Animal Science Department


Date of this Version



Published in 2006 Nebraska Swine Report, edited by Duane Reese; published and copyright © 2006 Animal Science Department, University of Nebraska – Lincoln.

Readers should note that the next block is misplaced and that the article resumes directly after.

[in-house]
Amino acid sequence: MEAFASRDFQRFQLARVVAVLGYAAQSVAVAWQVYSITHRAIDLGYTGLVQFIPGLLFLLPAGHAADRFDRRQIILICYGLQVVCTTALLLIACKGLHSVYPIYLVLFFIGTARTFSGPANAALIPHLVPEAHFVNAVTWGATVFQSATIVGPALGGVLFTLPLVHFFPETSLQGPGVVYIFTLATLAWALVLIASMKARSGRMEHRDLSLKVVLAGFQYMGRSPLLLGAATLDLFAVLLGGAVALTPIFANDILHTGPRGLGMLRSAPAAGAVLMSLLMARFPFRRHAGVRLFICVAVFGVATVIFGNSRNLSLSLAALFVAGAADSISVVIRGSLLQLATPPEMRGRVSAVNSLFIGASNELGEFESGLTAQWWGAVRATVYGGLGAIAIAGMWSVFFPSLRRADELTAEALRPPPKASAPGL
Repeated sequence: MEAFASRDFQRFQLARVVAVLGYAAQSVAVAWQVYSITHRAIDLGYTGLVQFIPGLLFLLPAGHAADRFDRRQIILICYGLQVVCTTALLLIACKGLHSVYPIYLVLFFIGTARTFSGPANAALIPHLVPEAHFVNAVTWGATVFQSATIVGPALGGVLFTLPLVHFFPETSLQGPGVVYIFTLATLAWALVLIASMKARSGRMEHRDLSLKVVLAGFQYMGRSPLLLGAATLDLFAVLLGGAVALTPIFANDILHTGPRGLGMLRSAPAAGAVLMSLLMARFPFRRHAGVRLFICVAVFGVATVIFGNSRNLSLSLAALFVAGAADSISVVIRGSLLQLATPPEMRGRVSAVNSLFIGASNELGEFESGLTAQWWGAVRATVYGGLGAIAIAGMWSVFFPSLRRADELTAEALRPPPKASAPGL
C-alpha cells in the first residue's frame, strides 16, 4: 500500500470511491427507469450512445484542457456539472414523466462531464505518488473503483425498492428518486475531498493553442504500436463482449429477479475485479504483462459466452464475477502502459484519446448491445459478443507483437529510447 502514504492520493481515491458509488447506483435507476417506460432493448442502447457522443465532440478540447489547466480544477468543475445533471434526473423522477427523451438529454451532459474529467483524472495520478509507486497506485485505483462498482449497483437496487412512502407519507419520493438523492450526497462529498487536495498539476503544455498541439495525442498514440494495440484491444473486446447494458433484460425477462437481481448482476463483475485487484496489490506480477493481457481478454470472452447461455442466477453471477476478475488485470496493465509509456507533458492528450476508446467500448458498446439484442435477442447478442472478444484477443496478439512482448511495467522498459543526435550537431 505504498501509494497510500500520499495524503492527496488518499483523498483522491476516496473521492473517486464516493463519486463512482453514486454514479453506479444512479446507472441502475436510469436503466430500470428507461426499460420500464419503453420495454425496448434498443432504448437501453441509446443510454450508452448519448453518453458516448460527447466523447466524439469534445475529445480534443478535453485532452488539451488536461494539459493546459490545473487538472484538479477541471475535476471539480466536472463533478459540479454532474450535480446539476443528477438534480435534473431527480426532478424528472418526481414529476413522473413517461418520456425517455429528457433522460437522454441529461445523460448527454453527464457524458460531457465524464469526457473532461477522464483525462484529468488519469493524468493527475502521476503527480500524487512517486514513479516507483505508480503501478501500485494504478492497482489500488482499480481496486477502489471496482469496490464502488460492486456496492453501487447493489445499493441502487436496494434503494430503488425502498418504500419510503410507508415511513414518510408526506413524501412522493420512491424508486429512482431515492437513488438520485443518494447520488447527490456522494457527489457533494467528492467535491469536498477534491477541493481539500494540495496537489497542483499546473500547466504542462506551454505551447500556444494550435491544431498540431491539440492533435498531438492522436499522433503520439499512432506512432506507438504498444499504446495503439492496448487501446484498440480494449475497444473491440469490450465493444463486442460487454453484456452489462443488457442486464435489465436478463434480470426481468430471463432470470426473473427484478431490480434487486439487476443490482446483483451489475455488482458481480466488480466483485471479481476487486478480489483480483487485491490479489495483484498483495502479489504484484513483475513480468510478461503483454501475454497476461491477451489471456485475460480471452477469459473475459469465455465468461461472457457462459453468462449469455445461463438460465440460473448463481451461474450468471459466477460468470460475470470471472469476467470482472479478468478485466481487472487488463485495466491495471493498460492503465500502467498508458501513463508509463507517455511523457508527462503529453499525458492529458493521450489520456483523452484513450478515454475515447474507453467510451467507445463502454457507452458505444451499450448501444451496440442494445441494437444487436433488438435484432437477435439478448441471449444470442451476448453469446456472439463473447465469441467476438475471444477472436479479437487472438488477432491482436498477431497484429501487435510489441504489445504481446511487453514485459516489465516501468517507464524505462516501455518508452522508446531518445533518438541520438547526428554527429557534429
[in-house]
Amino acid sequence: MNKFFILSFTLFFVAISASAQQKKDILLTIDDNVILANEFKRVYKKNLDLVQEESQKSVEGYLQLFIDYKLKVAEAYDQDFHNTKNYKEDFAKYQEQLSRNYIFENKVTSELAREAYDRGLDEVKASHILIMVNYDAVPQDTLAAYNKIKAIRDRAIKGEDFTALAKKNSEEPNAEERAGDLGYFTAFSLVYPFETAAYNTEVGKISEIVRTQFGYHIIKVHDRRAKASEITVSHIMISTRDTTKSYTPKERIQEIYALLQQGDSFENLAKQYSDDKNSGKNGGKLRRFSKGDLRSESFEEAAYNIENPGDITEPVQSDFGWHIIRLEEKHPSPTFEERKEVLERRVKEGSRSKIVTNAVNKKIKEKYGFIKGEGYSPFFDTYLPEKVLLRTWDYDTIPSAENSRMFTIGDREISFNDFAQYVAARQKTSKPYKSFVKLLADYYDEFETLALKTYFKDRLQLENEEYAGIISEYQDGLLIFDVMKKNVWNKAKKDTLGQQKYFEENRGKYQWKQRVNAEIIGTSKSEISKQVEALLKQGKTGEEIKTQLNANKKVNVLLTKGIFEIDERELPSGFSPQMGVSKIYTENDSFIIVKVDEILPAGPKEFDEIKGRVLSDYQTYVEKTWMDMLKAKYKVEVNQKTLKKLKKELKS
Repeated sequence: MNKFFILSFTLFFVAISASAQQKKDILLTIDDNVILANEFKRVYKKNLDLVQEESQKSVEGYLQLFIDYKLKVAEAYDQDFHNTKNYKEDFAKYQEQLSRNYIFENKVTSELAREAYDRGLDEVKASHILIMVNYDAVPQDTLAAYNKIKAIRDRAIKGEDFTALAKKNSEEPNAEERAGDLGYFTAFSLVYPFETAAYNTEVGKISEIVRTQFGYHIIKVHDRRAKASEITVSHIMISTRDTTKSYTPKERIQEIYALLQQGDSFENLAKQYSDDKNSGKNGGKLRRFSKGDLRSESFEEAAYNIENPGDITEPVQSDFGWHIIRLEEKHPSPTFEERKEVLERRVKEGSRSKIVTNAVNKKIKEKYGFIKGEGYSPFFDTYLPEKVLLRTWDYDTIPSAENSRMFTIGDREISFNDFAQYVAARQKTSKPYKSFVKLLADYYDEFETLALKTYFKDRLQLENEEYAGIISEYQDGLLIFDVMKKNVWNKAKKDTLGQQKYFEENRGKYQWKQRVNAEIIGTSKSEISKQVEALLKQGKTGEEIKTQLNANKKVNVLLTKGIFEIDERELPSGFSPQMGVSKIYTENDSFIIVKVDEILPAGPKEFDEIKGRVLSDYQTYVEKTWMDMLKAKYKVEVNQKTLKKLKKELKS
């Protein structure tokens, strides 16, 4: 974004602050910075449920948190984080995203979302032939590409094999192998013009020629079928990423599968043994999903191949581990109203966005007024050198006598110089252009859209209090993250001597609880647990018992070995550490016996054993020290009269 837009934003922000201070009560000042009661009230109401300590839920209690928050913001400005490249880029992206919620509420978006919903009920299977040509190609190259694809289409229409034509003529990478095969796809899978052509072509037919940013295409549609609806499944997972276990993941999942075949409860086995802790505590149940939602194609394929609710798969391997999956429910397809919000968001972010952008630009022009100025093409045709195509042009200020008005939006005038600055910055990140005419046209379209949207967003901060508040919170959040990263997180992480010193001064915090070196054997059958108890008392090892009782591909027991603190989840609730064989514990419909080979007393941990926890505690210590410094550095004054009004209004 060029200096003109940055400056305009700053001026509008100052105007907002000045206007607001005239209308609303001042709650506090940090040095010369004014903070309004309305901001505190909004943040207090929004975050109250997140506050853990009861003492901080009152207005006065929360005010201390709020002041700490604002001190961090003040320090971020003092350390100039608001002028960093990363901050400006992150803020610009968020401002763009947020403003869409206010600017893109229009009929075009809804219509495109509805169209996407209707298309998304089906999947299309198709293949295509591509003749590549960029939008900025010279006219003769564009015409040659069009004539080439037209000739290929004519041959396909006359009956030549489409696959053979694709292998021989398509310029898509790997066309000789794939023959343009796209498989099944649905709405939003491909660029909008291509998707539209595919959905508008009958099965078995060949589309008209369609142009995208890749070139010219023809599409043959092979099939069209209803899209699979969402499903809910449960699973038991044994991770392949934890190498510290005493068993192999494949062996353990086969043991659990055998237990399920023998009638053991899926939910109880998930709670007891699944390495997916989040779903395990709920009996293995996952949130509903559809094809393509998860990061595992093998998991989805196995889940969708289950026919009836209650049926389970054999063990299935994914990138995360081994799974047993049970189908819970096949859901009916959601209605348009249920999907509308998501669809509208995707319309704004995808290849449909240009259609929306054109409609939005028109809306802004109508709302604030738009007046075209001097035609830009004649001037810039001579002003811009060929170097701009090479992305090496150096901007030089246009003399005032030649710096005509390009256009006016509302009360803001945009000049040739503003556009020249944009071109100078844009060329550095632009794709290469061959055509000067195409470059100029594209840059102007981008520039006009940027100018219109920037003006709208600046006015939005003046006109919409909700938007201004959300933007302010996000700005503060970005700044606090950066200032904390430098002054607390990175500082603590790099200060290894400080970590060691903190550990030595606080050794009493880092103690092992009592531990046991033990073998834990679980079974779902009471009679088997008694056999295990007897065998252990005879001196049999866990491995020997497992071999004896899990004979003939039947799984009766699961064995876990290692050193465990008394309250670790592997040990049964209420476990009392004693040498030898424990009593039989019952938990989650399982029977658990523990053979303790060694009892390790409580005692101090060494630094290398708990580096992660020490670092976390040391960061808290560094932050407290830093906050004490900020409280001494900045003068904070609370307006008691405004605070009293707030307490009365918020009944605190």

Increasing concentrations of vitamin B12 were fed to 144 weanling pigs (weaned 13-14 days) in two, five-week trials. Pigs were fed one of six diets: NC, negative control, basal diet without supplemented vitamin B12; or the basal diet with the inclusion of 100% (1X, 7.94 μg/lb), 200% (2X, 15.87 μg/lb), 400% (4X, 31.75 μg/lb), 800% (8X, 63.49 μg/lb), or 1,600% (16X, 126.98 μg/lb) of NRC requirements for the 11- to 22-lb pig. Each trial was divided into two phases: phase 1, day 0 - day 14 and phase 2, day 14 - day 35. Throughout phase 1, there were no differences among treatments, although ADG (average daily gain) and ADFI (average daily feed intake) increased linearly (P< 0.1). During phase 2, the inclusion of B12 resulted in a linear increase (P< 0.05) in ADG with pigs receiving the 16X treatment (126.98 μg/lb) having the greatest gains (ADG = 1.24 lb) in contrast with pigs receiving the control diet (ADG = 1.08 lb). Average daily feed intake increased linearly (P< 0.05) with pigs receiving the control diet consuming less (P< 0.1) than the 2X, 4X, 8X, and 16X treatments during phase 2. Overall (phase 1 and phase 2), ADG increased (P< 0.01) as much as 0.13 lb (16X treatment, 126.98 μg/lb) over the negative control with the inclusion of vitamin B12. Increased concentrations of B12 resulted in a linear increase (P< 0.05) in ADG and ADFI overall. This study suggests that feeding levels of vitamin B12 above the NRC recommendation may improve weight gain and feed intakes of weanling pigs.